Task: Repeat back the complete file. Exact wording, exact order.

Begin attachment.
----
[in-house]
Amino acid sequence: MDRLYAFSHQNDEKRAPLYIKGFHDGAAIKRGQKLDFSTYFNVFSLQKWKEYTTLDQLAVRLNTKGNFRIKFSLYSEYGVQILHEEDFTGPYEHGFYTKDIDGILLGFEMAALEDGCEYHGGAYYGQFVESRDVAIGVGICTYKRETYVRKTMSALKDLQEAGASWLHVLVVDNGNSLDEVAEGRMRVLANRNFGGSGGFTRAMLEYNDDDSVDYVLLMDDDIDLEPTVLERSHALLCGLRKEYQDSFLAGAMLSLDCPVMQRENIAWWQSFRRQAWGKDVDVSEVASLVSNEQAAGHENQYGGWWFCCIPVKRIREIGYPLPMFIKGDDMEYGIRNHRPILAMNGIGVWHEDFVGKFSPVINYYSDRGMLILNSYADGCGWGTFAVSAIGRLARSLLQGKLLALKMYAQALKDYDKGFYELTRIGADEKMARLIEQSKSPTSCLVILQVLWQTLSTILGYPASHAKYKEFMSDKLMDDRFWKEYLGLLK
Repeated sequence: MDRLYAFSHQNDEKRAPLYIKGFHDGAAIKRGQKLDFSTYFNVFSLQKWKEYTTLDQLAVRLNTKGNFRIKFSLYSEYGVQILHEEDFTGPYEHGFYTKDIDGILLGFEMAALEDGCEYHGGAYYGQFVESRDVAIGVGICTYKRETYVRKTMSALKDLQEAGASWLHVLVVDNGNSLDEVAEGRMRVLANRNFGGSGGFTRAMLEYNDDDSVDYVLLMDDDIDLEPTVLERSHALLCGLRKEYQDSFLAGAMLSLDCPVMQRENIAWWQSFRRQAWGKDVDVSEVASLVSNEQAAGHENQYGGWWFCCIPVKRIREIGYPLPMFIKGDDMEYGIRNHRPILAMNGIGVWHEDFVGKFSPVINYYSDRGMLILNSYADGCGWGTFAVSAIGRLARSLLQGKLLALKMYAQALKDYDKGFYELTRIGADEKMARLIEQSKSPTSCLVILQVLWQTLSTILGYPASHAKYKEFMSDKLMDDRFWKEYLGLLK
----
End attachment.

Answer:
[in-house]
Amino acid sequence: MDRLYAFSHQNDEKRAPLYIKGFHDGAAIKRGQKLDFSTYFNVFSLQKWKEYTTLDQLAVRLNTKGNFRIKFSLYSEYGVQILHEEDFTGPYEHGFYTKDIDGILLGFEMAALEDGCEYHGGAYYGQFVESRDVAIGVGICTYKRETYVRKTMSALKDLQEAGASWLHVLVVDNGNSLDEVAEGRMRVLANRNFGGSGGFTRAMLEYNDDDSVDYVLLMDDDIDLEPTVLERSHALLCGLRKEYQDSFLAGAMLSLDCPVMQRENIAWWQSFRRQAWGKDVDVSEVASLVSNEQAAGHENQYGGWWFCCIPVKRIREIGYPLPMFIKGDDMEYGIRNHRPILAMNGIGVWHEDFVGKFSPVINYYSDRGMLILNSYADGCGWGTFAVSAIGRLARSLLQGKLLALKMYAQALKDYDKGFYELTRIGADEKMARLIEQSKSPTSCLVILQVLWQTLSTILGYPASHAKYKEFMSDKLMDDRFWKEYLGLLK
Repeated sequence: MDRLYAFSHQNDEKRAPLYIKGFHDGAAIKRGQKLDFSTYFNVFSLQKWKEYTTLDQLAVRLNTKGNFRIKFSLYSEYGVQILHEEDFTGPYEHGFYTKDIDGILLGFEMAALEDGCEYHGGAYYGQFVESRDVAIGVGICTYKRETYVRKTMSALKDLQEAGASWLHVLVVDNGNSLDEVAEGRMRVLANRNFGGSGGFTRAMLEYNDDDSVDYVLLMDDDIDLEPTVLERSHALLCGLRKEYQDSFLAGAMLSLDCPVMQRENIAWWQSFRRQAWGKDVDVSEVASLVSNEQAAGHENQYGGWWFCCIPVKRIREIGYPLPMFIKGDDMEYGIRNHRPILAMNGIGVWHEDFVGKFSPVINYYSDRGMLILNSYADGCGWGTFAVSAIGRLARSLLQGKLLALKMYAQALKDYDKGFYELTRIGADEKMARLIEQSKSPTSCLVILQVLWQTLSTILGYPASHAKYKEFMSDKLMDDRFWKEYLGLLK